If a place is made safe and comfortable for the people who live there, and maintains its culture, visitors will naturally come without all the hyped-up marketing about tourist destination which inevitably leads to disappointment on the part of the visitors when they realize that they have come to a hell-hole.

...gets off soap box, waits for flames.:-(


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divinggirl
(@divinggirl)
Trusted Member
Joined: 11 years ago
Posts: 887
December 7, 2012 10:59 am  

No flame, however, I disagree that the focus should only be on boys. What about the girls? How many girls were in that knife fight on the boardwalk? It's not just boys that commit crimes here. Both boys & girls need to be taught & raised right.

In addition, I know many people that have been raised in a single family home and turned out fantastic. It's the structure of the home, not the quantity of parents that make a difference. Wasn't one of the men shot in the recent home invasion brought up in a two parent home? I am not demeaning the need for both Mother's & Father's - The lack of either doesn't automatically mean a deficient upbringing, just as the presence of both does not mean a quality upbringing.


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reghunnicutt
(@reghunnicutt)
Advanced Member
Joined: 7 years ago
Posts: 21
December 7, 2012 11:22 am  

I enjoy lurking here and watching people bitch, be victims, and give crusty know it all answers. For me as a frequent visitor, I obtain information here to lower my odds of being a victim of a crime while visiting. It gives me valuable insight into the culture, since I don’t live in the VI full time. I can discern patterns and behaviors that I can avoid. No, I can’t stop the crime but I can learn how to avoid the crime victim status. If you come to Charlotte I can tell you places and circumstances to avoid or you will like be a victim of crime. My eyes are wide open for crime everywhere.

Frequent visitor since 2003.


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Connie
(@Connie)
Active Member
Joined: 12 years ago
Posts: 17
December 7, 2012 11:53 am  

ZOMG you saw a drug deal? Did you blow a rape whistle?

Seriously, these are the kind of remarks that are out of control on this forum.

Disgusting remark.


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Alana33
(@Alana33)
Expert
Joined: 7 years ago
Posts: 12125
December 7, 2012 11:55 am  

By ignoring crime and considering it someone elses responsibility to report illegal activity, you condone that activity.

Wake up, people.
Everyone constantly complains about crime but when you have an opportunity to, at the very least, report it, you walk away, instead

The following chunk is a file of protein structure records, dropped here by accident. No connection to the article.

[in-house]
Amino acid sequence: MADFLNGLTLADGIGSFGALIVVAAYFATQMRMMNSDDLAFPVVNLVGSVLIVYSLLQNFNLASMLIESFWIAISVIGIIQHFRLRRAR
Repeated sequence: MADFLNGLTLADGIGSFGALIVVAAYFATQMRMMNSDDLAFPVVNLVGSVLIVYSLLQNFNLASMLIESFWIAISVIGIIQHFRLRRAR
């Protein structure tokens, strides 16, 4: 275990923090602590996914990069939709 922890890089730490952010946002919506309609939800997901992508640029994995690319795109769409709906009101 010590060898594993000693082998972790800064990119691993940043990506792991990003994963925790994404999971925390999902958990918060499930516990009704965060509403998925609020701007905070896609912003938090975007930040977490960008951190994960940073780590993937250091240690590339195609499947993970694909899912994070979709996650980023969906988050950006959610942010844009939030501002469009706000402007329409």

and do NOTHING?

You then are part of the problem and should just shut up about it if you are not willing to be part of the solution.


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vicanuck
(@vicanuck)
Trusted Member
Joined: 9 years ago
Posts: 2304
December 7, 2012 12:07 pm  

If pot were legal, we wouldn't have nearly as much crime.


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speee1dy
(@speee1dy)
Expert
Joined: 11 years ago
Posts: 8667
December 7, 2012 12:08 pm  

gparrot, you said some good things there.


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OldTart
(@the-oldtart)
Expert
Joined: 7 years ago
Posts: 6523
December 7, 2012 12:16 pm  

Connie, you brought up this incident several months ago (I believe on another forum) and I recall that even though you've visited STT many times, you're very rarely out later on at night either in Red Hook or anywhere else so you just haven't seen this petty dealing before. Correct me if I'm wrong but I think you mentioned that this was in fact the first time you'd been in Red Hook at a late hour. I disagree with your estimation of "decline on the East end". Even as recently as five or so years ago there were quite regular incidents of criminal activity there - and I'm referring to "real" crime, not somebody selling dime bags of pot - and these have significantly and steadily decreased as to be pretty rare.

I'm sorry this so obviously upset you but hope you can put it in perspective and not let it prevent you from returning to the islands.


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Ronnie
(@Ronnie)
Trusted Member
Joined: 14 years ago
Posts: 2257
December 7, 2012 12:41 pm  

You know how many taxi drivers are asked by visitors where to buy drugs? Plenty. Lots of them hang out late night in Red Hook and look for the same.

RL8-)